Critical illness

After all, most of us take out life assurance to provide for our families if the worst does happen, or to cover a mortgage or other substantial loans.
There are, though, plenty of medical conditions and illnesses that, although not immediately fatal, have a serious impact on both our lifestyles and, crucially, our ability to earn a living.

And that's where critical illness cover comes in. Critical Illness Cover is an insurance plan that pays out a guaranteed cash sum if you're diagnosed as suffering from a specified critical illness, within the term of the plan. The plans usually have no cash-in value at any time.

How it works.
Heart disease, strokes and cancer are the most common causes of death in the UK, but advances in medical science mean that more people survive these serious illnesses every year.
Conditions that were once almost always fatal can now be treated - if not actually cured - and the victim might well live on for decades afterwards.

This is one reason more people are looking at critical illness cover, either alongside or as an alternative to a life assurance policy.
Critical illness cover pays out a lump sum if you are diagnosed as having one of a number of illnesses, including cancer, strokes and heart disease. And the policy will pay out even if you subsequently make a full recovery.

The cash sum you'd receive from a critical illness plan could help you through the recovery period. You may have to reduce your working hours, need to pay for medical care or have to adapt your house to make your day-to-day life easier. A critical illness plan could help all of this and more.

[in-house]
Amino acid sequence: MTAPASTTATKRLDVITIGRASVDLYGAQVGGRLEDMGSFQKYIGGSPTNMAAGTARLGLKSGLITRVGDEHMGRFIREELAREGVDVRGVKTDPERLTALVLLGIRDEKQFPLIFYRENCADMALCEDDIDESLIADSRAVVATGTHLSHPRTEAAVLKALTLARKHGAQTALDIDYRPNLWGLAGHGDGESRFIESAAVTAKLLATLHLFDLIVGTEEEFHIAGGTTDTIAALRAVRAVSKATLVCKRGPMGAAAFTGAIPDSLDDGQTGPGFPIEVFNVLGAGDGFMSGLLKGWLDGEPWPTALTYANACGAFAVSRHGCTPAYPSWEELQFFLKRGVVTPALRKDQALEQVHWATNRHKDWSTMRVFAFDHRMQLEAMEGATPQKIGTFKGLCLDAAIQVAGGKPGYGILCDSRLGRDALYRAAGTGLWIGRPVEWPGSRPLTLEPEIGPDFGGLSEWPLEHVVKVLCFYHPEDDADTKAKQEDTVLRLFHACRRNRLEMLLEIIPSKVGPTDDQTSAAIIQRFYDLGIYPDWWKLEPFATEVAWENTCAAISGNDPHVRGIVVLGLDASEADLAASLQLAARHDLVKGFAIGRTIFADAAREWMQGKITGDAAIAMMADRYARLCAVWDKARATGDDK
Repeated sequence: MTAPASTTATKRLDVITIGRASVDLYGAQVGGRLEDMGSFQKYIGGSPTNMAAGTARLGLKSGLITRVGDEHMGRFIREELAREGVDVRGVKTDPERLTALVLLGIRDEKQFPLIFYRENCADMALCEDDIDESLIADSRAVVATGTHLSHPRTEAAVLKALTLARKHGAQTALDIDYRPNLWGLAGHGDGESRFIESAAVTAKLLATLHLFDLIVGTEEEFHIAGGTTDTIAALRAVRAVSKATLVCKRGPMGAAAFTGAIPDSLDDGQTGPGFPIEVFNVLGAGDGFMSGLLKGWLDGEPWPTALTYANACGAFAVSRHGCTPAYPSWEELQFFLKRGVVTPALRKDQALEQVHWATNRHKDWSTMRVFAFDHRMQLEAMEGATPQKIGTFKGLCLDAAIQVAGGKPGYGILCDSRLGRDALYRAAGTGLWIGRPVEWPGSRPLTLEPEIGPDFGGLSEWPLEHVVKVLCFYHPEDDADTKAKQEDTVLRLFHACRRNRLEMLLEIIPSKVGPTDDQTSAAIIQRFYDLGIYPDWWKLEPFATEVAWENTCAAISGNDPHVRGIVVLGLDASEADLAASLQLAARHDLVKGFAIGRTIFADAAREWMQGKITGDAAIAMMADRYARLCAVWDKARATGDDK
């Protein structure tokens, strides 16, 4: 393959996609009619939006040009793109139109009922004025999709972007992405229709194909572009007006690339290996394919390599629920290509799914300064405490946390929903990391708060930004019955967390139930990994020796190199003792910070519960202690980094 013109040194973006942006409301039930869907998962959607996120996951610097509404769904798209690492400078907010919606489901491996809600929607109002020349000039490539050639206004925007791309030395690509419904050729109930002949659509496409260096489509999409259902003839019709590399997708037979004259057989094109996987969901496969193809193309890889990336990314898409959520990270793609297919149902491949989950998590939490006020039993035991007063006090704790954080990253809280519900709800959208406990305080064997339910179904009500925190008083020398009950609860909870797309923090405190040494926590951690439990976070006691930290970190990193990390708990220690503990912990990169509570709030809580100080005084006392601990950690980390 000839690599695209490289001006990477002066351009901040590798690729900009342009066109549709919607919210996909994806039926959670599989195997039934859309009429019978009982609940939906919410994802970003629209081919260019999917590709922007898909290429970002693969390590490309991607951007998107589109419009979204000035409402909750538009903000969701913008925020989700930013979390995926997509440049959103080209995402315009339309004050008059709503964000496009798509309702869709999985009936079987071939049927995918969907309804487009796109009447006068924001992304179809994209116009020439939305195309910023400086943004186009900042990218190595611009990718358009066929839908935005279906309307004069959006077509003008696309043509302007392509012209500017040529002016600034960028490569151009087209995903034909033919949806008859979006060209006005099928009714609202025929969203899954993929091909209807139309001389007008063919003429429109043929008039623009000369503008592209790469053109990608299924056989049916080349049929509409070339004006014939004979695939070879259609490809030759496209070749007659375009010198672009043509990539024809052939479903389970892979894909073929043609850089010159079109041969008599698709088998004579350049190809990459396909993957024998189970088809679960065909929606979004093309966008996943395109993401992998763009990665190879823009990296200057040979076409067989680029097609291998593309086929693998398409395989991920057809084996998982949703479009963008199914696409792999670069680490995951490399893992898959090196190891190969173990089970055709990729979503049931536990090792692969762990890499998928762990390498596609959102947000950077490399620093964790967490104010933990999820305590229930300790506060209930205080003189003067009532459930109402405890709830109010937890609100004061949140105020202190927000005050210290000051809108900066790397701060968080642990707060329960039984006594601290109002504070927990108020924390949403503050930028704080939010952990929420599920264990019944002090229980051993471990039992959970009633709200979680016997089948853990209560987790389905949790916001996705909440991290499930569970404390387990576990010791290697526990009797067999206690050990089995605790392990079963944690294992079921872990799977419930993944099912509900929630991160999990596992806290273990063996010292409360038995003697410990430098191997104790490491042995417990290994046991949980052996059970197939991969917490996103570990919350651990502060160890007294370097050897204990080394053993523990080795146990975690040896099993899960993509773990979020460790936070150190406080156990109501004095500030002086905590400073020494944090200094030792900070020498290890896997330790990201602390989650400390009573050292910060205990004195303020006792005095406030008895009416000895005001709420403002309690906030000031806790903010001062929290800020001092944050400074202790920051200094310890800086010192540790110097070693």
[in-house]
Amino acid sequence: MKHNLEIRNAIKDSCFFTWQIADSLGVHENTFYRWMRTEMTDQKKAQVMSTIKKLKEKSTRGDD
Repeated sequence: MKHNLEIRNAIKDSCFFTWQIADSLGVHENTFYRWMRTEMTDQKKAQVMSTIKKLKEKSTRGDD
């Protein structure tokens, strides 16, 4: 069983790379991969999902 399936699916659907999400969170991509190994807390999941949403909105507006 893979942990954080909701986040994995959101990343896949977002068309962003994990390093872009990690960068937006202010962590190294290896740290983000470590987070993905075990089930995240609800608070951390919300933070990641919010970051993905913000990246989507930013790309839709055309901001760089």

The payment is not immediate, as almost all policies have a 'survival period'. This is usually 28 days, and the patient has to live beyond that point in order to trigger a payout.

You can normally add critical illness onto another protection policy such as term assurance or whole of life or can have a stand alone policy. A stand alone critical illness policy will usually cover the same range of sicknesses as the critical illness part of a combined policy. The difference with having a stand alone policy is that someone who suffers a critical illness can make a claim, but any life assurance is unaffected. Should they eventually succumb to the illness; their estate will receive a further lump sum.

The disadvantage is that running two policies side by side is expensive. Also, there will be no payment from the critical illness policy if the holder dies suddenly, for example, in an accident.

If you would like a quote for a critical illness policy or to see if the premiums on your existing policy are still competitive, please contact us.

Terminal illness

What happens if you become terminally ill?

A lot of term assurance policies will now also make provision to pay out if you are diagnosed as suffering from a terminal illness and you aren't likely to live more than 12 months. This normally only applies before the last 18 months of the plan term. If the life assurance company does pay out a claim for terminal illness, your plan will end.

If you would like a quote for a new term assurance with terminal illness or to see if the premiums on your existing policy are still competitive, please contact us.